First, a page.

Anna Roberts-Gevalt and Elizabeth LaPrelle take the listener here on a ghostly trip through Appalachian music. Spare and stark, their voices ring out over skeletal banjo, fiddle and guitar backing on 16 songs that are as old as the hills. The a capella rendition of Long Time Travellin’ that opens the album setting the scene perfectly with an emotional hit similar to that of Ralph Stanley’s rendition of Oh Death. LaPrelle’s voice is laden with tradition, able, as the notes say, to nearly cut through bone while Roberts-Gevale softens the hard edge with her mellower delivery. The album is a journey through the past peopled with the ghosts of Dock Boggs, Frank Proffit and lesser-known singers such as Connie Converse and Ms. Martha Williams who was recorded by Alan Lomax in 1937 singing Poor Pilgrim Of Sorrow, indeed the spirit of Lomax and his quest for traditional sounds looms large throughout.
Although there’s a solemn air to many of the songs such as Don’t want To Die In The Storm and Greenwood Sidey there’s a lighter air on the folky Won’t You Come and Sing For Me and Soldier and the Lady. Goin’ Across The Mountain is a glorious banjo driven breath of fresh air and Father Neptune has the simple beauty one associates with The McGarrigles or The Roches. Bare boned the album may be but they adorn the lengthiest song here, Orfeo, a take on the Orpheus myth found in the Child ballads with a misty uilleaan pipe accompaniment (played by Joey Abarta) before ending the song with a dolorous jig.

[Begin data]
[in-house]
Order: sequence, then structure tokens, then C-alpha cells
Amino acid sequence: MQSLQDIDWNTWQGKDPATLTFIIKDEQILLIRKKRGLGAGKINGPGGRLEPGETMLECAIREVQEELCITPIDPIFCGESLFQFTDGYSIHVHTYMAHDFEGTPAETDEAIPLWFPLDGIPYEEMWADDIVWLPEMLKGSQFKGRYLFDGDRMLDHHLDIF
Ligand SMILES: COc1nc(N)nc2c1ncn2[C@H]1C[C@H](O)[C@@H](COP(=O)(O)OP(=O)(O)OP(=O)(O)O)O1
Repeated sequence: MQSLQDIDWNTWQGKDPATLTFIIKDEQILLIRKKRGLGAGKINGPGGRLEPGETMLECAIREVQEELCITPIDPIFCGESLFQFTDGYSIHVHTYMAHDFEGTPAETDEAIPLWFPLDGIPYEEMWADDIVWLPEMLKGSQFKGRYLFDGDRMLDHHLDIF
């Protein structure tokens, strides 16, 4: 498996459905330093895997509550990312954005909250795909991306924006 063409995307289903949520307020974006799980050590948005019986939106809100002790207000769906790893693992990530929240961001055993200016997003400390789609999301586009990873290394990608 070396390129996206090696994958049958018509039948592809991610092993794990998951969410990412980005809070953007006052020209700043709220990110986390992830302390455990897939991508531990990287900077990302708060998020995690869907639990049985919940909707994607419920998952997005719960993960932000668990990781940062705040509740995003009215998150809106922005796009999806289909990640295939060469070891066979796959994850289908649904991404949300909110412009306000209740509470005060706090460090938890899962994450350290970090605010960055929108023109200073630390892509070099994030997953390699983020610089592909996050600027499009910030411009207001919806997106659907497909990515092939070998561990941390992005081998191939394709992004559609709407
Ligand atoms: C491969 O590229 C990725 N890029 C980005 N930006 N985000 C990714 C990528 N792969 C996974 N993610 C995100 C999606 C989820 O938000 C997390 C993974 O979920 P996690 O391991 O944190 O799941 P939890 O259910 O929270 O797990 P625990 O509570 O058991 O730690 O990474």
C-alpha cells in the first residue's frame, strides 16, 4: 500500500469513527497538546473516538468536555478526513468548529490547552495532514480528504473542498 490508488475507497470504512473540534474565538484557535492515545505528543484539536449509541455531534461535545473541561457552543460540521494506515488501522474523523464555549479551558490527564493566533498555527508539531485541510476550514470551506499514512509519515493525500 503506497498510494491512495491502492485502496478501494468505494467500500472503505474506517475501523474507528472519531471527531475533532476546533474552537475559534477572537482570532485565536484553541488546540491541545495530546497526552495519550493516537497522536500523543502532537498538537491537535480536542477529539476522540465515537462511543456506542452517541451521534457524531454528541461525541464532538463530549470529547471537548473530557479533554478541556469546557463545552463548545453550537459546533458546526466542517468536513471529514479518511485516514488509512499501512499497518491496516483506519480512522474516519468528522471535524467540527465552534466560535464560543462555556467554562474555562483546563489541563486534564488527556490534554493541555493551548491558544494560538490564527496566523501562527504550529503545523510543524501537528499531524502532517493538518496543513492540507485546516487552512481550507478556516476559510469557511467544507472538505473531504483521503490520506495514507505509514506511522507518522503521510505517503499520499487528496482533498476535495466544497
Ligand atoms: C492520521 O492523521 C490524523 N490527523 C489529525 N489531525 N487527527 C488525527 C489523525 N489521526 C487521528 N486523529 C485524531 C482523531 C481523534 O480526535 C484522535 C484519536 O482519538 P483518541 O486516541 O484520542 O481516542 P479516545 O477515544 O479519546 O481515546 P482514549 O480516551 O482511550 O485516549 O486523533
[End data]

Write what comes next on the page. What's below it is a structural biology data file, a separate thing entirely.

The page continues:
Roberts-Gevalt and LaPrelle are students of Appalachian music, studying old recordings and meeting the singers and musicians who survive today and one of those singers, Alice Gerrard (born 1934) guests on the album adding some vocals. The endeavour is a wonderful tribute to the past although as Anna Roberts-Gevalt explains “we try to express these songs in a way that people of today can feel connected to.” In that they have succeeded.